By | May 10th, 2013|Larry's Posts|Comments Off on Stations

Where Do You Need to Look?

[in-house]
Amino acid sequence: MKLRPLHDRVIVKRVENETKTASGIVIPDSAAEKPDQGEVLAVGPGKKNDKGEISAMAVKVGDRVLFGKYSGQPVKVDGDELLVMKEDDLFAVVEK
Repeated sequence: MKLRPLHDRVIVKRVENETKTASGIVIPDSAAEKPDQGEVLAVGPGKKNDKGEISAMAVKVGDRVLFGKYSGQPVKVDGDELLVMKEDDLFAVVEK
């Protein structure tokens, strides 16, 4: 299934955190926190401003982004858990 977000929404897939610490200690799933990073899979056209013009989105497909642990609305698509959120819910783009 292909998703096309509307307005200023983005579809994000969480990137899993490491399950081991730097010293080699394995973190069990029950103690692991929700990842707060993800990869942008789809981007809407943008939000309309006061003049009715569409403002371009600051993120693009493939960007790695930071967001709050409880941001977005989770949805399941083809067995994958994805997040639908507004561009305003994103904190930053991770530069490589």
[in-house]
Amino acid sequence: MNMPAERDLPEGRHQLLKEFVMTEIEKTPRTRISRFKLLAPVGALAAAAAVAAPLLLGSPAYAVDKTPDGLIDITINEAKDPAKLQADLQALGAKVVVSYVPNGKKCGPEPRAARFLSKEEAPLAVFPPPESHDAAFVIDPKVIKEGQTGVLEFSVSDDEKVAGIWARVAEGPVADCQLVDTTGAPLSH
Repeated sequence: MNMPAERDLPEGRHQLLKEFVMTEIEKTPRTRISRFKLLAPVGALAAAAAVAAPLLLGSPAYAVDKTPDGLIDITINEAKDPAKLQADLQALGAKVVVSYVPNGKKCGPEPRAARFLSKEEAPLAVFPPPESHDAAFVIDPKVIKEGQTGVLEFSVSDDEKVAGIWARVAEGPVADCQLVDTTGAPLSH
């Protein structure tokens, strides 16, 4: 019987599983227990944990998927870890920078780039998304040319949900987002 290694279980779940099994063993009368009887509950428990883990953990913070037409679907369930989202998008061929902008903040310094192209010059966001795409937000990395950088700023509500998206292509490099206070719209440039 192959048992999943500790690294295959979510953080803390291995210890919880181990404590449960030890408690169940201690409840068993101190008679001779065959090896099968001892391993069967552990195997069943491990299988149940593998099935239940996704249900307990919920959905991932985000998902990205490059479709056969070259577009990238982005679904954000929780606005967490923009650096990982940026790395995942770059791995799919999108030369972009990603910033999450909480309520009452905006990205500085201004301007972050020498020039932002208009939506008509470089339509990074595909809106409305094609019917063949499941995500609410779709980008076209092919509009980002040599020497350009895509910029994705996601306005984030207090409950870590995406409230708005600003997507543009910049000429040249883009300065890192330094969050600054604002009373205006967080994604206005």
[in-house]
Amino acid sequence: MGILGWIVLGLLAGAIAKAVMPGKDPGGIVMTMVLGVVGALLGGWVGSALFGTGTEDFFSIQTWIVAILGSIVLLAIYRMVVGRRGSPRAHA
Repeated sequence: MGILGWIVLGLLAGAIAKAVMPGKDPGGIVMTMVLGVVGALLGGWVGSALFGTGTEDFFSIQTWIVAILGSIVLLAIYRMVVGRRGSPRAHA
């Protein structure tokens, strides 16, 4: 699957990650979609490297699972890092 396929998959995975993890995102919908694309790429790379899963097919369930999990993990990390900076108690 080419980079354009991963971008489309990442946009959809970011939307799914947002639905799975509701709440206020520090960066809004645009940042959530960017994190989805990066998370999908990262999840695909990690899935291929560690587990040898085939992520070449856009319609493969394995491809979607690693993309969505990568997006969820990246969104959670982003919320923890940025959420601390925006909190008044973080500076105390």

Last week I was running down the beach for a bit and turned around to head back to my apartment a few miles back. A 13-story structure that from a distance appeared to be within an arm’s reach. Hot and tired, it occurred heading back that I had a few options to think about as I ran. It seemed like it was going to an uncomfortable trip back when I viewed it as the final goal, but when I lowered my sight to the sand in front of me, the waves hitting and cooling me down, I seemed to no longer care about the distance or the heat. My thoughts began to explore the task ahead of me, and how far I had run. It was no different than life itself, the past, present and future. Then I wondered if all this goal setting stuff I was brought up on, the books, the talk and the actual practices were really all that smart as a life plan. What if we missed too much in life by setting goal after goal? What if we lost track of the moments and the past while we set our sights so far into the future? Could there be a more balanced worthwhile way to go through life? The thought of Einstein, Edison, Gates and Jobs came to mind. What if they looked down instead of forward? What if the Wright brothers just lived for the moment? Where would we all be? I guess others would have made the same inventions at some point in time. I again wondered if maybe the answer was that for those special people, looking forward was their sacrifice in life to give all the [...]